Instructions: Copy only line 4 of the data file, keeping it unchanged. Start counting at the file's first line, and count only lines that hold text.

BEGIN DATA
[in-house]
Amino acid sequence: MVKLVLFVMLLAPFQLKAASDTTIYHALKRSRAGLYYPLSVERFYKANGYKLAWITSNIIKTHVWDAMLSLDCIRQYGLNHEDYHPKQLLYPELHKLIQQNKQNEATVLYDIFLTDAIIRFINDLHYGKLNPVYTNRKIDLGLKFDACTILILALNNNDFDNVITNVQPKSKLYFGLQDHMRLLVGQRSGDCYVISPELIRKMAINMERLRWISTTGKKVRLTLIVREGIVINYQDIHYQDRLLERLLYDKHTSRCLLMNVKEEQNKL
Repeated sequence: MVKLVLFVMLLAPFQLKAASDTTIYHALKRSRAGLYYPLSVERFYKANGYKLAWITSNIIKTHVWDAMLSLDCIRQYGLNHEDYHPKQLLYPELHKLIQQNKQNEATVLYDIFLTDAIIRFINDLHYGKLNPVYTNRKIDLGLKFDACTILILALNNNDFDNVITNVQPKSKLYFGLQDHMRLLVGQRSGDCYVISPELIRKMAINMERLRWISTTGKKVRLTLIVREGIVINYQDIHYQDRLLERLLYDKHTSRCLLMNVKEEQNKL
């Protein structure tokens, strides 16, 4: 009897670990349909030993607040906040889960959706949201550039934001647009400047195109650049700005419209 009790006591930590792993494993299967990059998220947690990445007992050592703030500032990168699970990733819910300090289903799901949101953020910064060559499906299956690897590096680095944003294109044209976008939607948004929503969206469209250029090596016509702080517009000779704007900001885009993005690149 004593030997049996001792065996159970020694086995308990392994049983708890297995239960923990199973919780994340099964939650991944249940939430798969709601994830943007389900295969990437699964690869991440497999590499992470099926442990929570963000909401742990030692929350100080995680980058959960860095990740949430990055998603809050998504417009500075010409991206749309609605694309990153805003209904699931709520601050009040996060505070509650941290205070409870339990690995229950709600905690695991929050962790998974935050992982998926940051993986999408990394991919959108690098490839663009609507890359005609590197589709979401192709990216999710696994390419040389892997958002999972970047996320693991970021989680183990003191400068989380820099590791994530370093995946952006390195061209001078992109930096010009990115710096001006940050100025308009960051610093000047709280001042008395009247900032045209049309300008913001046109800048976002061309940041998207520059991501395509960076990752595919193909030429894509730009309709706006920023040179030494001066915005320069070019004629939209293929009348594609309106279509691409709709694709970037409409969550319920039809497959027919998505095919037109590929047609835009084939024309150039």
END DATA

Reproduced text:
């Protein structure tokens, strides 16, 4: 009897670990349909030993607040906040889960959706949201550039934001647009400047195109650049700005419209 009790006591930590792993494993299967990059998220947690990445007992050592703030500032990168699970990733819910300090289903799901949101953020910064060559499906299956690897590096680095944003294109044209976008939607948004929503969206469209250029090596016509702080517009000779704007900001885009993005690149 004593030997049996001792065996159970020694086995308990392994049983708890297995239960923990199973919780994340099964939650991944249940939430798969709601994830943007389900295969990437699964690869991440497999590499992470099926442990929570963000909401742990030692929350100080995680980058959960860095990740949430990055998603809050998504417009500075010409991206749309609605694309990153805003209904699931709520601050009040996060505070509650941290205070409870339990690995229950709600905690695991929050962790998974935050992982998926940051993986999408990394991919959108690098490839663009609507890359005609590197589709979401192709990216999710696994390419040389892997958002999972970047996320693991970021989680183990003191400068989380820099590791994530370093995946952006390195061209001078992109930096010009990115710096001006940050100025308009960051610093000047709280001042008395009247900032045209049309300008913001046109800048976002061309940041998207520059991501395509960076990752595919193909030429894509730009309709706006920023040179030494001066915005320069070019004629939209293929009348594609309106279509691409709709694709970037409409969550319920039809497959027919998505095919037109590929047609835009084939024309150039």